New Delhi: Children from the four states of Assam, Jharkhand, Madhya Pradesh and Maharashtra interacted in the first ever online Bal Sabha with Panchayati Raj Institution (PRI) functionaries on International Youth Day (IYD), to raise their issues and concerns created and aggravated by the COVID-19 pandemic.
Organized by UNICEF and the Ministry of Panchayati Raj in partnership with Nine is Mine, an NGO focused on children, the online discussion also gave an opportunity to PRI functionaries to share how children’s issues are being incorporated in the Gram Panchayat processes during the COVID-19 pandemic.
Dr Yasmin Ali Haque, UNICEF India representative said, “Child participation is an important tenet of the Convention on the Rights of the Child (CRC). Institutionalizing Bal Sabhas to keep the voices of children from the remotest areas, at the centre of our national planning process is one of the most effective ways of honouring the commitments we have made for children.”
“Gram Panchayats in India”, she said, “are uniquely positioned to involve children in the decision making process as they are the closest to them and they are the first responders in times of crisis such as this pandemic. Hence it is really important that we find ways to make children comfortable to share their viewpoints with policymakers.”
Bal Sabhas cover issues related to early childhood (0-6 years), childhood (6-10 years) and adolescence (10-18 years) at the Gram Panchayat level.
While children spoke about the issues they have been facing during the pandemic ranging from lack of online educational facilities, nutrition, to increased stress, child abuse and child labour, PRI functionaries shared how they have been focusing on education, health nutrition, drinking water and sanitation facilities and child protection for all children.
The discussion led to children and functionaries arriving on innovative and practical ways of listening to children and ensuring that Gram Sabhas remain child responsive and child friendly in their approach and governance, even during the pandemic.
Talking about her experience as a Bal Panchayat Sarpanch, Kajal Ralegaonkar of Ghatkul, Chandra Pur, said, “Earlier, people in my village would not take children seriously and dismiss our views. Ever since I have become the Bal Panchayat Sarpanch, I represent views of my peers on matters that affect us. Elders treat us with respect and pay heed to our views.”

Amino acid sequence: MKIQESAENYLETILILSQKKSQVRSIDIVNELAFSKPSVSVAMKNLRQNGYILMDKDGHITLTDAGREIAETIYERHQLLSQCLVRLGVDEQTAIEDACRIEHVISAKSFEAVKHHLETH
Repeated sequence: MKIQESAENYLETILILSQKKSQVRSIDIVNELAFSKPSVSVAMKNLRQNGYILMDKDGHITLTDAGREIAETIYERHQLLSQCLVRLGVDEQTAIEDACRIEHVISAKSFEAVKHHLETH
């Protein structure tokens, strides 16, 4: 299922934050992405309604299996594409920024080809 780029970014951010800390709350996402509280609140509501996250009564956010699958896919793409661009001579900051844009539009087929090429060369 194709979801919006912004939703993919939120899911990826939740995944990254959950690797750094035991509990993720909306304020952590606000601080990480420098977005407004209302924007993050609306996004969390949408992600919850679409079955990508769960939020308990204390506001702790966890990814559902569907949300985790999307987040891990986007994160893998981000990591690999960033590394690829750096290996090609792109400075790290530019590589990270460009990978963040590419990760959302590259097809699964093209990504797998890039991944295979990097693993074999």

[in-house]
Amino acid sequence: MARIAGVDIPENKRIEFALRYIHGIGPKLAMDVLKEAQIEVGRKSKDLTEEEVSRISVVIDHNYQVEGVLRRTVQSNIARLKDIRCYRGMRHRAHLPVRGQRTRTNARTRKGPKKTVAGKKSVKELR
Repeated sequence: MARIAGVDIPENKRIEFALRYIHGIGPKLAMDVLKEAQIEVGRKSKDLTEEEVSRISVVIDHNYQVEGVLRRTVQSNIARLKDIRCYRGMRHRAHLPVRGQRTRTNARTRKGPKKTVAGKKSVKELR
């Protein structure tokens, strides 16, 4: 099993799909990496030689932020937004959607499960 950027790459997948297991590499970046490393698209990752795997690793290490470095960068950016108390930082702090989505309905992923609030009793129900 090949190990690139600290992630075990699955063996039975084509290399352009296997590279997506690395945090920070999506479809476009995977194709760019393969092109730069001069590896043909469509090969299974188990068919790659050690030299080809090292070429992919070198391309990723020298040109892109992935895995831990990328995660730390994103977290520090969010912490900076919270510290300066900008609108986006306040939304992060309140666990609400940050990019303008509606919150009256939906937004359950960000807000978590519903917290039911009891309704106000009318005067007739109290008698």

The impact of the pandemic is going to be with us for a while. As we fight the pandemic, we need to keep children at the centre of our efforts and we cannot do this without talking to children, without understanding what their fears and concerns are, what they want and what solutions they offer us.
Speaking about the importance of Bal Sabha, Mr. Khushwant Singh Sethi, Joint Secretary, Ministry of Panchayati Raj, Government of India, said, “Earlier, because of state-level workshops, we had multiple opportunities to listen to the views of children from the Bal Panchayats and be informed at the national level. However, since the COVID-19 pandemic has restricted meetings, this has not been possible. Online Bal Sabha is a great opportunity for us, through the support of UNICEF, to hear out both children and Panchayat officials directly on challenges faced by them, that we can address.”
In response to children’s concern on lack of livelihood options for their parents, he requested the children and their parents “to approach their Panchayat representatives to seek opportunities for livelihoods under the MNREGA scheme.”
The online Bal Sabha was organized in accordance with this year’s IYD theme – “Youth Engagement for Global Action,” which sought to highlight the ways in which young people at the local, national and global levels can engage to enrich national and multilateral institutions and processes. The theme this year, also hoped to draw lessons on how children and youth representation and engagement in formal institutional politics can be significantly enhanced.